Gender Dysphoria and Addiction

Gender Dysphoria and Addiction

Gender dysphoria is a complex condition where patients feel a mismatch between their biological sex and their gender identity. Biological sex is assigned at birth by genitalia, but gender identity is the gender that you identify with as more representative of you. For example, a person may have the anatomy of a man, but gender identify as a woman. While gender dysphoria is not a mental illness, it is a condition that is associated with feelings of discomfort. People with this problem may abuse drugs to feel better, but they should seek help to ensure that they recover from both issues in healthy ways.

How Gender Dysphoria Works

Gender dysphoria is a gender identity disorder or gender incongruence. People with gender dysphoria have a strong and persistent desire to live according to their gender identity rather than their biological sex. They may attempt to achieve this by changing their appearance to reflect the gender they identify with, which is referred to as transsexual behavior. This may include people undergoing surgery so that their physical appearance is more consistent with their gender identity. Gender dysphoria has no bearing on a person’s sexuality: someone with gender dysphoria may be heterosexual, homosexual or bisexual.

People with gender dysphoria often feel a mismatch between their biological sex and gender identity during early childhood. While there are no physical symptoms of gender dysphoria, the following behaviors often accompany this problem:

  • Insisting that they are of the opposite sex
  • Disliking or refusing to wear clothes that are typically worn by their sex, taking part in activities and games that are typically meant for the opposite sex and passing urine as members of their gender identity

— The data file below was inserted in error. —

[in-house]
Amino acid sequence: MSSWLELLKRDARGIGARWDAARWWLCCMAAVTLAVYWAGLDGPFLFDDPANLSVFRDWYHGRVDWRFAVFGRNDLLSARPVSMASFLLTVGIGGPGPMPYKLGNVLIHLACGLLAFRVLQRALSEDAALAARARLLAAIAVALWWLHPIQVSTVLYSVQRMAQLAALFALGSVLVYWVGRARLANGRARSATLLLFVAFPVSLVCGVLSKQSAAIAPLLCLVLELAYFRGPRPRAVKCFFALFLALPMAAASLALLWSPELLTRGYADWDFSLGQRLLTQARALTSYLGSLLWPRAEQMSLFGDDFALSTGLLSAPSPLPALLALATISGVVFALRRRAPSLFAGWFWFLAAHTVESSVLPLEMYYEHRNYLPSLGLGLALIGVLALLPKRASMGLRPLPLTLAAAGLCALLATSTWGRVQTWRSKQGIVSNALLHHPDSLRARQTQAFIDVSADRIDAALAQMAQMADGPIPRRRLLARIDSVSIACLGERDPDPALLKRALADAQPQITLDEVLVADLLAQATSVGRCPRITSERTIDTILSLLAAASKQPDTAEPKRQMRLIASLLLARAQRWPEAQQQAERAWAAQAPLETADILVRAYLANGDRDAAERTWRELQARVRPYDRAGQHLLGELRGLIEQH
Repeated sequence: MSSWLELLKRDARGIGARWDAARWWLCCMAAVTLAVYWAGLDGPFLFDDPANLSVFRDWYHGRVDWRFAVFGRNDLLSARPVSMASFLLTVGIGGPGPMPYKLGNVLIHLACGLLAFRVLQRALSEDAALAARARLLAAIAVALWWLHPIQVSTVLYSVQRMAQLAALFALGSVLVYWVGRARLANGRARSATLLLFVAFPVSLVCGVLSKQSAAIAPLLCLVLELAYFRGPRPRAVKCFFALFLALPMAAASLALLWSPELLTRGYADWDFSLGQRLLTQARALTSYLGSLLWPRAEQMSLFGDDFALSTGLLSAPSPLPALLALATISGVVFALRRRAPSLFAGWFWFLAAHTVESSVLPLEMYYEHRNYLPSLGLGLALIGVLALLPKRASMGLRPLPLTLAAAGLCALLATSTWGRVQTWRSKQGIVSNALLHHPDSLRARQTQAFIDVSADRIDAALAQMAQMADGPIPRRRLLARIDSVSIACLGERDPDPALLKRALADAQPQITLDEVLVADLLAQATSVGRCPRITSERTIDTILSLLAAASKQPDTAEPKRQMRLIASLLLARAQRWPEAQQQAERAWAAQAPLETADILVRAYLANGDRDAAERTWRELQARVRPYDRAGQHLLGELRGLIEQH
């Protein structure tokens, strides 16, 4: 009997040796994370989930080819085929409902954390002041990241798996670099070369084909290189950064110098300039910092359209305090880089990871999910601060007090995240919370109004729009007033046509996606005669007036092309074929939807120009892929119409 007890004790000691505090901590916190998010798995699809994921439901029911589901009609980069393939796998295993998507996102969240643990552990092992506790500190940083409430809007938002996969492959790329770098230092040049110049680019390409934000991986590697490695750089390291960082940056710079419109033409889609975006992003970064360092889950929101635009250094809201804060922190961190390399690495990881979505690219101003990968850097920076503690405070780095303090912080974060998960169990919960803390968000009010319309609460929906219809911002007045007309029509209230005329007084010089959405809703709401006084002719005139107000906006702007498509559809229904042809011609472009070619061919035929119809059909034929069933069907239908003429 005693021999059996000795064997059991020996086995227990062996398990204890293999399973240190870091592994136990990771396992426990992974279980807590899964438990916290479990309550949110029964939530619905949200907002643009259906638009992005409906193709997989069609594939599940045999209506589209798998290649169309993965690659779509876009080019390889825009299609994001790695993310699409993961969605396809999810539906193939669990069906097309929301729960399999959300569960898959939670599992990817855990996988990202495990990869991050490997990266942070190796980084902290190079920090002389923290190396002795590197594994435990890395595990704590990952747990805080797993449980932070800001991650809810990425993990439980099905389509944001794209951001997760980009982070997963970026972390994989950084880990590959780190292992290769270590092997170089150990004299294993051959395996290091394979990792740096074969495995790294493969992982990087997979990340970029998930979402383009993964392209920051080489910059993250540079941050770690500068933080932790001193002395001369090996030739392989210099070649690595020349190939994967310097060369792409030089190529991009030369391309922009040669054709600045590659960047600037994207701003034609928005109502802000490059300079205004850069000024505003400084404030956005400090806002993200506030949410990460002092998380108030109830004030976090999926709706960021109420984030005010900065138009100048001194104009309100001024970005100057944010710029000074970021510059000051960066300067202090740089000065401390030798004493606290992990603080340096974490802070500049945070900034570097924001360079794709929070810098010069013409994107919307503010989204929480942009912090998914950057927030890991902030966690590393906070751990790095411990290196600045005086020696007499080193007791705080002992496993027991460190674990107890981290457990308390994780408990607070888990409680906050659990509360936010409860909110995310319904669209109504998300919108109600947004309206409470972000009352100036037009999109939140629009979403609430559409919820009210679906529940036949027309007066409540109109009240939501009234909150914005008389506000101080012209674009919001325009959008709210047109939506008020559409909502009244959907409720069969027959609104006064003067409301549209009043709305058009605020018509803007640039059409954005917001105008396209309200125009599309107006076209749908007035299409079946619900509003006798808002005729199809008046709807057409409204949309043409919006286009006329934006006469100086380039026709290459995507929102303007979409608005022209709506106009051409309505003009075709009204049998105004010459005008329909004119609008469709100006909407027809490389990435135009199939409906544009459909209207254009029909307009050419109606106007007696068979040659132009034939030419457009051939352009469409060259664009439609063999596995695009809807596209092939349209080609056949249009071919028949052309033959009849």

• Insisting or hoping that their genitals will change, for example a boy may want to be rid of his penis and a girl may want to grow one
  • Feeling extreme distress at the physical changes of puberty

These feelings and behaviors often lead to extreme discomfort and anxiety, as well as a strong desire to eliminate physical signs of their biological sex, such as facial hair or breasts.

Gender Dysphoria and Addiction

People with gender dysphoria often face judgment, harassment, prejudice and even violence for their condition. In addition, they may experience rejection from their family members and friends. Young adults with gender dysphoria may not develop a sexual identity, thus leading to insecurity in adult relationships. Because of these problems, many people suffer in their emotional and psychological development. Anxiety and depression from these issues may lead to drug use as a form of self-medication.

Treatment for Gender Dysphoria and Addiction

Having unacknowledged and unsupported needs makes you vulnerable. This vulnerability makes you susceptible to addiction, so don’t put yourself at risk any longer. We know it is difficult to take the first step, but it is possible and we can help. Please call our toll-free helpline today; we are available 24 hours a day to answer any questions you have about addiction treatment.